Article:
I think I’m coming down with something.
And this time I got advanced warning from a friend on Facebook. Usually I don’t remember until it’s too late to dress for it. September 19th. How hard is that?
And now, some pirate and pasta jokes. It’s a Pastafarian holiday, dontcha know? Ramen, my brothers and sisters. Ramen on this, His holy and delicious day…
What’s a pirates favorite kind of fish?
How does a pirate clean his ship?
He has a Yarrrrrrrrd sale!
What were the last words of the quantum physics-savvy pirate that was made to walk the plank?
“I’d never have thought a Planck length could seem that long!”
Q: What would you get if you crossed pasta with a snake? A: Spaghetti that wraps itself around a fork
Q: What do you call a fake noodle? A: An impasta.
(The rest there are really awful in the “not for polite company” kinds of ways. Are pirates polite? Go if you dare.)
Because it’s too far to walk.
A bad joke’s all you’re getting for the moment. Feel free to add better or worse ones in the comments, though.
A Facebook friend posted it and I thought I’d do the same:
A burglar is working his way through the living room when he hears a a voice from the dark call out, “Jesus is watching you!” He swings the flashlight around the room but sees nobody. Again he hears, “Jesus is watching you!” This time he locates the source – a parrot sitting high on a perch.
“What’s your name?” he asks.
“Moses,” replies the parrot.
“What sort of person would call their parrot Moses?” he asks.
The parrot retorts, “The same type of person who calls their rottweiler ‘Jesus’.”
I quote an article from the Atlantic where there’s some concern over what guides an audience to an article online. In early days of paper publishing, a pithy headline was a guaranteed eye-catcher. These days, though…
Despite the fact that Crowley has won ACES’ top award for headline writing, he regularly finds that his funny headlines for the Review-Journal have been re-written by the online desk to be more search-engine-friendly. For example, when Harrah’s casino announced plans to build a new entertainment center with an observation wheel, Crowley came up with the headline “Brave new whirl.” The online desk changed it to “Harrah’s plans retail, entertainment center.”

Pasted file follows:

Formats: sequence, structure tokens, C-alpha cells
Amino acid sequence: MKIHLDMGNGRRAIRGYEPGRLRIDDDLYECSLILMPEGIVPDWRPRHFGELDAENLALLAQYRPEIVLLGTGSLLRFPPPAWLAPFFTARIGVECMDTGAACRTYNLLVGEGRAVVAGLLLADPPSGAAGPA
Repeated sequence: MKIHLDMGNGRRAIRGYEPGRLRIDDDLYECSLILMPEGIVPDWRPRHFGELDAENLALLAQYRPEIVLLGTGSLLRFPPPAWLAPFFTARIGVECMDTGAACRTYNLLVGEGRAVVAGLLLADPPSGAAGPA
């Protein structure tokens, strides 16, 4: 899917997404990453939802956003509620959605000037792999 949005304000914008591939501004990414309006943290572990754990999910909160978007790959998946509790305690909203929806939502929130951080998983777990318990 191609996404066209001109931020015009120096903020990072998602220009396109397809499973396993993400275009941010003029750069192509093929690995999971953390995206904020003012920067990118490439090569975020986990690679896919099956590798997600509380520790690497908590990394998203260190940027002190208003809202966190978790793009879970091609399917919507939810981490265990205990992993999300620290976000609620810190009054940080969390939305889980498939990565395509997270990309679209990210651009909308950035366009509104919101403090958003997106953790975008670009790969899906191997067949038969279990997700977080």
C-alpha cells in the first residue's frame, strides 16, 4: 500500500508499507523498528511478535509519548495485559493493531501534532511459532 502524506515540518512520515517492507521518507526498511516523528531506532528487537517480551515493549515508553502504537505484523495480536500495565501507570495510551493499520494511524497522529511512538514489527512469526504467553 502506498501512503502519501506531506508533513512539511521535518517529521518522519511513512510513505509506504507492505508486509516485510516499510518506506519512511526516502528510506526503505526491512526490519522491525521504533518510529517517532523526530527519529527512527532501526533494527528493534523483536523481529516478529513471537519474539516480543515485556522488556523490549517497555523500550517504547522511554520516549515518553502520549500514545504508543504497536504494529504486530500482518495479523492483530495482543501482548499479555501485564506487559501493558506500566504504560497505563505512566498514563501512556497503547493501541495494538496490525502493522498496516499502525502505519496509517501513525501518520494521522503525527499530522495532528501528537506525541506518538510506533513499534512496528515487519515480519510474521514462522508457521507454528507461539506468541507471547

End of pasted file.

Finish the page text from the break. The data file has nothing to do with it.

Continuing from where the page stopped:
“I understand the shift toward search optimization,” he says. “But I think we’re losing something when we take the wordplay and surprise out of headline writing.”
In a widely circulated 2010 article criticizing SEO practices, Washington Post columnist Gene Weingarten made the same point by citing a Post article about Conan O’Brien’s refusal to accept a later time slot on NBC. The print headline: “Better never than late.” Online: “Conan O’Brien won’t give up ‘Tonight Show’ time slot to make room for Jay Leno.”
Off, but near topic, I search specific keywords when I look for things to write about, (usually “God news” or “Jesus news”) and I’ve noticed a predilection for some of the results to highlight a religious connection to the story, even if the story itself could be about all kinds of topics. If it’s a celebrity interview, for example, the article headline might note some comment made about that celeb’s beliefs as if that’s more important than the train wreck their career is having. (Assuming that’s actually important. Sometimes I question what qualifies as “news”.) All the Lindsay Lohan stuff comes to mind as a prime example. Between her father’s religion, his crimes, dreams of God rehab, and now forays into Scientology, it seems like religiously inspired topics get used just to keep certain people in the news, not because what they’re up to is particularly newsworthy.
Getting back to the article:
Before the session wraps up, a young copy editor raises her hand to ask Crowley about the conflict between funny headlines and SEO guidelines.